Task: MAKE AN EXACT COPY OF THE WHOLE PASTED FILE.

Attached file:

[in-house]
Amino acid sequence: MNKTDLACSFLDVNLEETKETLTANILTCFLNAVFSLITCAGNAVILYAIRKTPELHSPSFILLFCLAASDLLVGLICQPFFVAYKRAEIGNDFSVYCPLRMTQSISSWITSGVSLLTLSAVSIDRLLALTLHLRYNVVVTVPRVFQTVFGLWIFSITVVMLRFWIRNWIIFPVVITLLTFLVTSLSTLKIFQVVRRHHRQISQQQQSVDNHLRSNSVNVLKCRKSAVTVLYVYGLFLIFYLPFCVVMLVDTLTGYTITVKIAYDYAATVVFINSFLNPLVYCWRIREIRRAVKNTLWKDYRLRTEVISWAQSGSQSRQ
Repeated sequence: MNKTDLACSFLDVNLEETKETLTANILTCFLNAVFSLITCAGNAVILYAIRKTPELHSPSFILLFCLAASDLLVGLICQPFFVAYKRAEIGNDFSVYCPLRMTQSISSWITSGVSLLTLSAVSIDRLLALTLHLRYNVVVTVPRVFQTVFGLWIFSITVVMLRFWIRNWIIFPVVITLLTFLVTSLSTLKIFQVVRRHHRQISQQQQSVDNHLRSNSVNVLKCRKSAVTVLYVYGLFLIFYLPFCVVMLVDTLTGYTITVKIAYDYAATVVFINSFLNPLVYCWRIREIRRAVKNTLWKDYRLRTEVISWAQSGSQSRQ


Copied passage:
[in-house]
Amino acid sequence: MNKTDLACSFLDVNLEETKETLTANILTCFLNAVFSLITCAGNAVILYAIRKTPELHSPSFILLFCLAASDLLVGLICQPFFVAYKRAEIGNDFSVYCPLRMTQSISSWITSGVSLLTLSAVSIDRLLALTLHLRYNVVVTVPRVFQTVFGLWIFSITVVMLRFWIRNWIIFPVVITLLTFLVTSLSTLKIFQVVRRHHRQISQQQQSVDNHLRSNSVNVLKCRKSAVTVLYVYGLFLIFYLPFCVVMLVDTLTGYTITVKIAYDYAATVVFINSFLNPLVYCWRIREIRRAVKNTLWKDYRLRTEVISWAQSGSQSRQ
Repeated sequence: MNKTDLACSFLDVNLEETKETLTANILTCFLNAVFSLITCAGNAVILYAIRKTPELHSPSFILLFCLAASDLLVGLICQPFFVAYKRAEIGNDFSVYCPLRMTQSISSWITSGVSLLTLSAVSIDRLLALTLHLRYNVVVTVPRVFQTVFGLWIFSITVVMLRFWIRNWIIFPVVITLLTFLVTSLSTLKIFQVVRRHHRQISQQQQSVDNHLRSNSVNVLKCRKSAVTVLYVYGLFLIFYLPFCVVMLVDTLTGYTITVKIAYDYAATVVFINSFLNPLVYCWRIREIRRAVKNTLWKDYRLRTEVISWAQSGSQSRQ